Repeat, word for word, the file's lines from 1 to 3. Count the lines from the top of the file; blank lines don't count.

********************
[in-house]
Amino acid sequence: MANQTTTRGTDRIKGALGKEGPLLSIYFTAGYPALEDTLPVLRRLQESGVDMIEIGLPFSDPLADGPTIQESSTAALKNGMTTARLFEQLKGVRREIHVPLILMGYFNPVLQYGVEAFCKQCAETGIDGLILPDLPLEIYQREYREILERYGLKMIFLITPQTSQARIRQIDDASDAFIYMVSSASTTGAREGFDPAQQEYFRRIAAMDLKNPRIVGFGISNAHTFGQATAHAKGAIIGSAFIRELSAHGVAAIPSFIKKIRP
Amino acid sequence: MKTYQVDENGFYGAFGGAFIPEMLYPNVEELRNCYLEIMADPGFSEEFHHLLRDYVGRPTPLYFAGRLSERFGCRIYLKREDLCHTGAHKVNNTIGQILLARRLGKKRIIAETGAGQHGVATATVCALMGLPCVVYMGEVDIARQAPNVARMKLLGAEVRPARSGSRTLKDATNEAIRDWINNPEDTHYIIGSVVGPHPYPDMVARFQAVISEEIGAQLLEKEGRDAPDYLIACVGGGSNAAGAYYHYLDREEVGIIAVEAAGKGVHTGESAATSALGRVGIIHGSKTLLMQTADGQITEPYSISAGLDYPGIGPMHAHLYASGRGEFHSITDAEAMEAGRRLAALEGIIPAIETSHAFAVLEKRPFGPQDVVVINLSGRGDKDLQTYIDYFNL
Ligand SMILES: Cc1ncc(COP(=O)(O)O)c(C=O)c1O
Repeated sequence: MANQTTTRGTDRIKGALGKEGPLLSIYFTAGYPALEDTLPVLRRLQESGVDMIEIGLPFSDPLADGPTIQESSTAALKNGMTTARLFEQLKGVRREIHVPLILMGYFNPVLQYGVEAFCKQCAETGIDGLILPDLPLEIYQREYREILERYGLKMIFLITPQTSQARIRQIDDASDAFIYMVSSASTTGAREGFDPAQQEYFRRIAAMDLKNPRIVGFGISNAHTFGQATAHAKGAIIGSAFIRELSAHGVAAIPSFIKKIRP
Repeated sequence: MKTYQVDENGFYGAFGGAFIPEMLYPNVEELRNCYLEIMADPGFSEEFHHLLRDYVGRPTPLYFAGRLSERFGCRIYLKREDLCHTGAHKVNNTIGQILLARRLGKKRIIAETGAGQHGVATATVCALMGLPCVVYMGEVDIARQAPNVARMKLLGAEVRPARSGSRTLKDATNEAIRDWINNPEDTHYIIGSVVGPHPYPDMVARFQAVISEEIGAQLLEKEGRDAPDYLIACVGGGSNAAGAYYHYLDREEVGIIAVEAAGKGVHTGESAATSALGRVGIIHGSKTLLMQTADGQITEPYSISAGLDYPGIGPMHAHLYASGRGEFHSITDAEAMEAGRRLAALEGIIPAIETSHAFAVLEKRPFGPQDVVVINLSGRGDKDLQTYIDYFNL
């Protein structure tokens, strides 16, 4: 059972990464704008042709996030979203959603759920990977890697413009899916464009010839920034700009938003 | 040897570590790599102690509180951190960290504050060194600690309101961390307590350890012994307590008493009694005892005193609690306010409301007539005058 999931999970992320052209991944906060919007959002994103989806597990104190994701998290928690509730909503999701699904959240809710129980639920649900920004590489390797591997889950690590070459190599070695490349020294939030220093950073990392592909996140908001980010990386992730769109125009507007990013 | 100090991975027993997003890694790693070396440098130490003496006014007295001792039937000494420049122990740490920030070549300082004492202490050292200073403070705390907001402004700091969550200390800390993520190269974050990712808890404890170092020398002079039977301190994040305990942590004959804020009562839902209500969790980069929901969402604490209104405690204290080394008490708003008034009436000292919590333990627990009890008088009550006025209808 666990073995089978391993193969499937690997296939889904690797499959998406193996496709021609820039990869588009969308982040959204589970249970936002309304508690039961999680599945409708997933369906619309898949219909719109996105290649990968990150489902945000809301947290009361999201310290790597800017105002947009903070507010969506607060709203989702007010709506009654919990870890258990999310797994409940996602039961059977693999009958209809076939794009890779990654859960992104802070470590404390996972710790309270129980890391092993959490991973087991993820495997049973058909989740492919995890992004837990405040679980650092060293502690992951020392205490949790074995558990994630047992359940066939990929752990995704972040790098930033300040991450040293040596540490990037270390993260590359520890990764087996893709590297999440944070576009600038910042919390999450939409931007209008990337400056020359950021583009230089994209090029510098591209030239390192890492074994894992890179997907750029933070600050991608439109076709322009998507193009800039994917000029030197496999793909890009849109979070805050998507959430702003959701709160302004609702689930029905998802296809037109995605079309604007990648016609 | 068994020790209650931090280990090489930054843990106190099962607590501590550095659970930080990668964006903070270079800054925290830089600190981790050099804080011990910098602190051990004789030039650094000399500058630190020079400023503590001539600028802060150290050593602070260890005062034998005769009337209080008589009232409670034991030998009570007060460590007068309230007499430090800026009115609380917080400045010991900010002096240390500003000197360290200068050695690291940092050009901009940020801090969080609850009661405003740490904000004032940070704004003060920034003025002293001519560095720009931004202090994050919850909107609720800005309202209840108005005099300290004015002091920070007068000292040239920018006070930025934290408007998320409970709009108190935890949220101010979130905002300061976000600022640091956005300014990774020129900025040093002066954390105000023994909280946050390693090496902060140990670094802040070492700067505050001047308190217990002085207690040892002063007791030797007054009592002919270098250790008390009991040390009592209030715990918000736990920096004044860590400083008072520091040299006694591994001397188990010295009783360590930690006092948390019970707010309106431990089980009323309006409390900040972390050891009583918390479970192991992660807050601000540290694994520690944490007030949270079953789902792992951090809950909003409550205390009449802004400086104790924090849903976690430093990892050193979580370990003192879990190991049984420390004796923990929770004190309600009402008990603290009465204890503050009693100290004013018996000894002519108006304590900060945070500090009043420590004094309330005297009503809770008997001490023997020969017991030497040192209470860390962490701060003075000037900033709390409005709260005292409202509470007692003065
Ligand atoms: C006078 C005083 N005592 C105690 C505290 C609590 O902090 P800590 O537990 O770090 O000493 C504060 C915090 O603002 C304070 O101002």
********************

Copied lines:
[in-house]
Amino acid sequence: MANQTTTRGTDRIKGALGKEGPLLSIYFTAGYPALEDTLPVLRRLQESGVDMIEIGLPFSDPLADGPTIQESSTAALKNGMTTARLFEQLKGVRREIHVPLILMGYFNPVLQYGVEAFCKQCAETGIDGLILPDLPLEIYQREYREILERYGLKMIFLITPQTSQARIRQIDDASDAFIYMVSSASTTGAREGFDPAQQEYFRRIAAMDLKNPRIVGFGISNAHTFGQATAHAKGAIIGSAFIRELSAHGVAAIPSFIKKIRP
Amino acid sequence: MKTYQVDENGFYGAFGGAFIPEMLYPNVEELRNCYLEIMADPGFSEEFHHLLRDYVGRPTPLYFAGRLSERFGCRIYLKREDLCHTGAHKVNNTIGQILLARRLGKKRIIAETGAGQHGVATATVCALMGLPCVVYMGEVDIARQAPNVARMKLLGAEVRPARSGSRTLKDATNEAIRDWINNPEDTHYIIGSVVGPHPYPDMVARFQAVISEEIGAQLLEKEGRDAPDYLIACVGGGSNAAGAYYHYLDREEVGIIAVEAAGKGVHTGESAATSALGRVGIIHGSKTLLMQTADGQITEPYSISAGLDYPGIGPMHAHLYASGRGEFHSITDAEAMEAGRRLAALEGIIPAIETSHAFAVLEKRPFGPQDVVVINLSGRGDKDLQTYIDYFNL